In the airport, I notice that literally every person within sight is looking down at their phone. Some of them are walking, with their heads down, swerving at the last moment to avoid colliding with someone or something.
Not that long ago, my fellow travelers and I might engage in eye contact or casual conversation. That moment might turn into a laugh or a chance for a meaningful, thoughtful interaction.
Instead, we turn to our screens. And what we find there may not be very positive.
“Put that phone down!”
We’ve probably all said it at one time or another.
You might think, or say, “They should put that (obscenity) phone down because I’m their boss/dad/mom, and I say so.”
How is that approach working for you? If you tell a teenager or employee to, “Put that phone down,” you better have something worthwhile as an alternative.
In other words, if “Put that phone down,” is followed with an angry face-to-face interaction with you – well, I’ll stick with the phone, thank you, is the likely response, whether stated or not.
While phones and tablets can be problematic, do you really want to eliminate technology from your life?
Not me. I love working from wherever and finding information – yes, it takes some scrutiny – on just about everything. I love listening to motivating podcasts and enjoying comedy specials.
So, what are our options?
“Every human being has a longing for belonging.”
Howard Partridge said this. He is my friend, a wonderful mentor and a business owner. Concerned by what he perceives as increasing isolation and loneliness, he is devoted to expanding a sense of community across the planet.
The word community has many definitions, though the ones that apply here include shared spaces, language and experiences. Think connectedness and belonging.
Howard suggests that we can transform our homes and workspaces to places of real community. You know what it feels like, right, when you experience that? It happens at family reunions when a shared joke sparks laughter before the punchline or in a company when a team member gets a promotion and the whole crew genuinely celebrates. People look each other in the eye and smile.
In his new book, “The Power of Community,” Howard shares what he considers the three keys to unlocking community.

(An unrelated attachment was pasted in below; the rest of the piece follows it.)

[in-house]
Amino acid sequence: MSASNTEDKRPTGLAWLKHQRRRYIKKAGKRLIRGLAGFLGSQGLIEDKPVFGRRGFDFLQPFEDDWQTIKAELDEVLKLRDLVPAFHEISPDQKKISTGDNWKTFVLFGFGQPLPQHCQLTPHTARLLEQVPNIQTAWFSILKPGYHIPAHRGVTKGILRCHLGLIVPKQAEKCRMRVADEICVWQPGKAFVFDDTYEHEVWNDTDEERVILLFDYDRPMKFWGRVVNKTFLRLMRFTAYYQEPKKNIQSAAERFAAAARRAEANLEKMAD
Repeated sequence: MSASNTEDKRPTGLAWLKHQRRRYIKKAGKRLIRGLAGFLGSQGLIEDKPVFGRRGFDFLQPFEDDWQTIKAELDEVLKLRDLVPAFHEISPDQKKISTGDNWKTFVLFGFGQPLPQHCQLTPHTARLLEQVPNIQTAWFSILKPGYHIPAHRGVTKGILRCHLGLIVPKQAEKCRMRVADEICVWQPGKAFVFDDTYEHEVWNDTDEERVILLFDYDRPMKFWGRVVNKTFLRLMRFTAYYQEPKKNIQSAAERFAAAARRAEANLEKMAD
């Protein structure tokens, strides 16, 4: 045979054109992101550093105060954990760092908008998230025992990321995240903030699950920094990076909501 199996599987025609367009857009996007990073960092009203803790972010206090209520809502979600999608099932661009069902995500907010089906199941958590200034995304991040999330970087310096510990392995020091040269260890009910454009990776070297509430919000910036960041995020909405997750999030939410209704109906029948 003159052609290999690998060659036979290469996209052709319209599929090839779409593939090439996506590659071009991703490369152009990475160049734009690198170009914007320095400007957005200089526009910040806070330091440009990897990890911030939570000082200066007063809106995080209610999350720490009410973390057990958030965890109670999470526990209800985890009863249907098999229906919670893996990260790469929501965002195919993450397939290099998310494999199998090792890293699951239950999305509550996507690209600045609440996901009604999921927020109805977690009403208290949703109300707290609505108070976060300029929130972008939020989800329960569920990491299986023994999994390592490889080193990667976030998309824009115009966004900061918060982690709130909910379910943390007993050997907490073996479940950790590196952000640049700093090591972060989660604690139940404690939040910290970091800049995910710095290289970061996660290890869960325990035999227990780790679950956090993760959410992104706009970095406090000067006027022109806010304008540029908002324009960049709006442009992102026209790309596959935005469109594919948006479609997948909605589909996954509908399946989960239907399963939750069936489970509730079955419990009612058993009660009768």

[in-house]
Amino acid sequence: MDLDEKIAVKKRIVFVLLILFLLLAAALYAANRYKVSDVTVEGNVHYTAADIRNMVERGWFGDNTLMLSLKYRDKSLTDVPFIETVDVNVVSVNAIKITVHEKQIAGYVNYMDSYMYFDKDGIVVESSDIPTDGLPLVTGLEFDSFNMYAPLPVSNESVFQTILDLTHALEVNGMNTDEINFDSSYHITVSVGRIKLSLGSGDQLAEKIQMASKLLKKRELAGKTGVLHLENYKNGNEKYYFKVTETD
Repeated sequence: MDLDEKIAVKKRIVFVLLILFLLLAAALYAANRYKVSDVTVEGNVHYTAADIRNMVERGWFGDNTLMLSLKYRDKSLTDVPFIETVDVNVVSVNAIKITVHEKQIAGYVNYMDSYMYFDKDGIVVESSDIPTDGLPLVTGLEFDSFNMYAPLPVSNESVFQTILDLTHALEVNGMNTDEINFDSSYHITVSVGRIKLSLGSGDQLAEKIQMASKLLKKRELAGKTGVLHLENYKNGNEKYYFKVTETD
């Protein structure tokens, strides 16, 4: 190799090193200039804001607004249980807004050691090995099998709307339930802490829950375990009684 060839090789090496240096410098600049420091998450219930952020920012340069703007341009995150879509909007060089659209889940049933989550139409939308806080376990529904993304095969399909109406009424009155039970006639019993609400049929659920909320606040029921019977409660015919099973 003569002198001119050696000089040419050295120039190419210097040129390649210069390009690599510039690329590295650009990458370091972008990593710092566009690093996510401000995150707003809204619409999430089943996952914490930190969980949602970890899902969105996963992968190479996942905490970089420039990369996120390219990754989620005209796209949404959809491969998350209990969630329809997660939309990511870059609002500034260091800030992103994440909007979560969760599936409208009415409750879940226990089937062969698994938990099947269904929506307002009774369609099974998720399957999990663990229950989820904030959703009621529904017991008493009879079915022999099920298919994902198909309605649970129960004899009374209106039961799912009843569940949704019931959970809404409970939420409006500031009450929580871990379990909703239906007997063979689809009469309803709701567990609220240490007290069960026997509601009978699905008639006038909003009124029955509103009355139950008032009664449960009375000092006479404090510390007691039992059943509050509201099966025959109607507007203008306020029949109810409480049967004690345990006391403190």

1. Support. The word means to hold up, bear the weight of, give assistance to. No one becomes successful all by themselves. Were you helped, somewhere along the road, by someone offering an opportunity or the right information? Of course. Support involves getting to know what the people in your life dream of and aspire to, and letting them know you will help them reach those goals.
2. Encouragement. It literally means to instill courage, to give hope. Our world is full of snarky comments. Online that can mean a nasty tweet. In person, it’s a negative jab or criticism. Encouragement involves recognizing wins and any progress in the right direction.
3. Accountability. Defined as an obligation or willingness to accept responsibility or to account for one’s actions, a culture of accountability starts with the leader. Take responsibility for your actions. Then you can hold others accountable, too.
Combat the powerful influence of the digital world by making the present moment more compelling than the distorted reality we hold in our hands. You also have the right to set some boundaries.
• Make the table a phone-free zone.
• Texting and driving is just not OK; hands-free phone only.
• While working with tools, no phones. Safety first.
Then, is it OK to allow them to check their phones throughout the day, without your condemnation? Sure.
Ellen Rohr is an author and business consultant offering profit-building tips, trending business blogs and online workshops at EllenRohr.com. Her books include “Where Did the Money Go?” and “The Bare Bones Weekend Biz Plan.” She can be reached at email@example.com.
“We talk a lot about, we read a lot about servant leadership, and for me, that metaphor of a third class ticket really captures the essence of how we choose to lead,” says Dr. Carol Taylor, …
“Springfield and Branson aren’t necessarily competing with each other. When we work together to solve issues, then that’s good for all of us,” says Brad Thomas, President of Silver Dollar …
“You’ve gotta manage stress, you’ve gotta do those things and exercise. It’s a great way to do that — it’s something that brings us together as a family,”says Matt Harrison who co-owns …
“Everybody’s like, ‘Ooh, technology.’ Technology makes us more efficient. I’d rather be more effective first, and then worry about the efficiency,” says Jeremy Clopton, owner of What’s …
How much does your search engine know about you? Dallas Nash, a speaker at Evangel University's Cybersecurity and Ethics Symposium and Senior Regional Manager with Dell, says whether you’re …
“A leader is someone that can guide others, work with others and move them in a direction that the organization needs to go in,” says Tim Clothier, Chief of Police for the city of Ozark, Mo. …
Do you know what to do in an active shooter situation? Eric Schroeder, acting Corporal with the Springfield Police Department recommends studying the Department of Homeland Security’s …
Tom Jennings spent a year and a half creating the custom artwork to represent TommyHawks Axe House. “I spent a lot of time on that, getting that just right, just the the way I wanted it,” says …
“I get everything local, as much as possible,” says Ashley Tate, owner of Sugar’s Pies and Sundries. Tate uses local fruits and berries in her pies as well as other ingredients that come from …
“I’ll never be able to give back to the small community what it gave me,” says Charity McGill, CEO and Co-founder of Deep Water Software. McGill says she was shy and didn’t believe she …